Along with books and speaking, my main focus for now is on CCA’s MBA in Design Strategy and Leading by Design Fellows programs – I’m still building an alumni network and career function to have ready by the time our first graduates finish in May of next year. I always have a few projects on the back burners that will get pulled to the front after that.
Having worked across so many fields, what would a dream project for you be?
I’d like to redesign the experience of television news – and television itself. I’d like to work on rethinking publishing as a model and industry. I’d also like to rethink how the government provides services to citizens. I think smartphones need a more useful front-end for communication (and if the iPhone’s APIs were more open, we could build it).
I also like big questions: What does a post-consumer world look like? We don’t yet know. We need to rethink consumerism, meaning and growth. These don’t have the same contexts anymore and they aren’t serving us in the ways they have in the past.
Can you tell us about what you’ll be talking about at Interaction 10?
I’ll focus more on what interaction designers can do with the principles of sustainability. Often, interaction designers look at the design strategies and think “this is all about physical products and material impact and my work doesn’t deal with these.” This is somewhat true but there are several ways that interaction designers can make a positive impact in their work with regards to greater sustainability, whether that’s ecological impacts, social and cultural impacts, or financial impacts. At the very least, I want people to leave my talk with a foundation that gives them some confidence – if not courage – to start exploring more and being able to start a conversation within their organisations and with their clients about these issues.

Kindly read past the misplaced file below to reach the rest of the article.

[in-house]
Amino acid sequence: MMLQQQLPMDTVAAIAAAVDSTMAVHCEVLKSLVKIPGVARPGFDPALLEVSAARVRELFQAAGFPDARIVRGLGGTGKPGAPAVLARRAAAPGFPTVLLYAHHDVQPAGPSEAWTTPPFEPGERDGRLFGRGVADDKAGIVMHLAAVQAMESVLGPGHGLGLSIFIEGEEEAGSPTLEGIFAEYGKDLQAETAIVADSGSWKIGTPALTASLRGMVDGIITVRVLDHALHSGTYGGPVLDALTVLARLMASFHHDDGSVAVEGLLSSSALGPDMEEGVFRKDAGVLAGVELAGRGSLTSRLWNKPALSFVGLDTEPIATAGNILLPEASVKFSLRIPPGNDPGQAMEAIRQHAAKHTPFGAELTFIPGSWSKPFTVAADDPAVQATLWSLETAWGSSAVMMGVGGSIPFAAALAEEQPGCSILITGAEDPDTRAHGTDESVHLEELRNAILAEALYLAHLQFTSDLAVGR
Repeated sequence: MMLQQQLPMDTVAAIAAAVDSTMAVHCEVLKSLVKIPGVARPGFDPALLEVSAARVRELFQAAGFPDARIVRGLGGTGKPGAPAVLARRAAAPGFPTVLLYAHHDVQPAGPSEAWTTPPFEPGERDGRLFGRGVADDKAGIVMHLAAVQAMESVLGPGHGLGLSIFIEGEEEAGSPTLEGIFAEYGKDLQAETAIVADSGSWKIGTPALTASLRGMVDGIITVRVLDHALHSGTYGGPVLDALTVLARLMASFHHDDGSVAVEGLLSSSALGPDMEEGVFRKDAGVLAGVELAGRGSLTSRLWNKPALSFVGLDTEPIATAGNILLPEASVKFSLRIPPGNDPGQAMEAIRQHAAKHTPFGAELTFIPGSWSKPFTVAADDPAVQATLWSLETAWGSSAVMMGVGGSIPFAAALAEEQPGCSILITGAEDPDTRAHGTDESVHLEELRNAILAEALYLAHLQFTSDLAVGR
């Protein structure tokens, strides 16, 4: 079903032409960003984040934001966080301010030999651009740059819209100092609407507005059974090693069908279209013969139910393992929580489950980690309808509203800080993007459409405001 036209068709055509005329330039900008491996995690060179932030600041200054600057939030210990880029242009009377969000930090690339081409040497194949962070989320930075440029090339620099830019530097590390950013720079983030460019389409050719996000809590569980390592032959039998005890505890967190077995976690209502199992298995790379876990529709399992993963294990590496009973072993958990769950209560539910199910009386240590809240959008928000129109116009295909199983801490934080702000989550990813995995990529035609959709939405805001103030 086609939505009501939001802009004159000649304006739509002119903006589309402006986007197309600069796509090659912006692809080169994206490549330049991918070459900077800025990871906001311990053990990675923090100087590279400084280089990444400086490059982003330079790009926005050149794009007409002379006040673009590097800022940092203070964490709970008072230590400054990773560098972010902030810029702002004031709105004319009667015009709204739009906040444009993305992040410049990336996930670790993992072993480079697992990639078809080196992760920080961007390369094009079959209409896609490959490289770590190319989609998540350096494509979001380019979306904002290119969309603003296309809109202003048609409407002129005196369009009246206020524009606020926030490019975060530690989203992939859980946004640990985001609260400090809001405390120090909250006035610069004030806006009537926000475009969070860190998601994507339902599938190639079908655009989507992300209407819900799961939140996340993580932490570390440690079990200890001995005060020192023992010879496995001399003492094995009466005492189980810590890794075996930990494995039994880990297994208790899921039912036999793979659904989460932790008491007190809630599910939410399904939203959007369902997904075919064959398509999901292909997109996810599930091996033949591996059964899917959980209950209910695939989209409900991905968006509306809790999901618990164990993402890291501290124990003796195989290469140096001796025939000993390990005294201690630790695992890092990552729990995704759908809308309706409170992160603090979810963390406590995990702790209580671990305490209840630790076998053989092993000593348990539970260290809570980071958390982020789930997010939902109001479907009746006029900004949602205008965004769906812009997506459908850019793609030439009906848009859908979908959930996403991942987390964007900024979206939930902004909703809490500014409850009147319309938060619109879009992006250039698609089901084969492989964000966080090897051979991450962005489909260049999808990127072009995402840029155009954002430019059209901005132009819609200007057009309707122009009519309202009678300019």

Finally, if our readers wanted to start incorporating sustainability into their own design companies and client work, what’s something they can do right away?
Design things that are truly useful, usable, and desirable.
Design things that are meaningful
Look at the systems involved before designing anything and think about providing value through services instead of only through objects.
Dematerialise products, services, packaging, transportation–everything that you can.
Learn and have fun doing this.
If you want to meet Nathan Shedroff in real life: he is one of the keynote speakers at Interaction 10. It is the third annual conference hosted by the Interaction Design Association (IxDA). Each year, IxDA aims to gather the interaction design community to connect, educate, and inspire each other. This year it is held in Savannah, Georgia (USA).
Kiss Communicator picture taken from Experience Design Books
Making Meaning diagrams from ‘Creating Meaningful Experiences’ PDF // CC BY-NC-SA 2.0
Sustainability Helix from Rosenfeld Media Flickr set // CC BY-NC-SA 2.0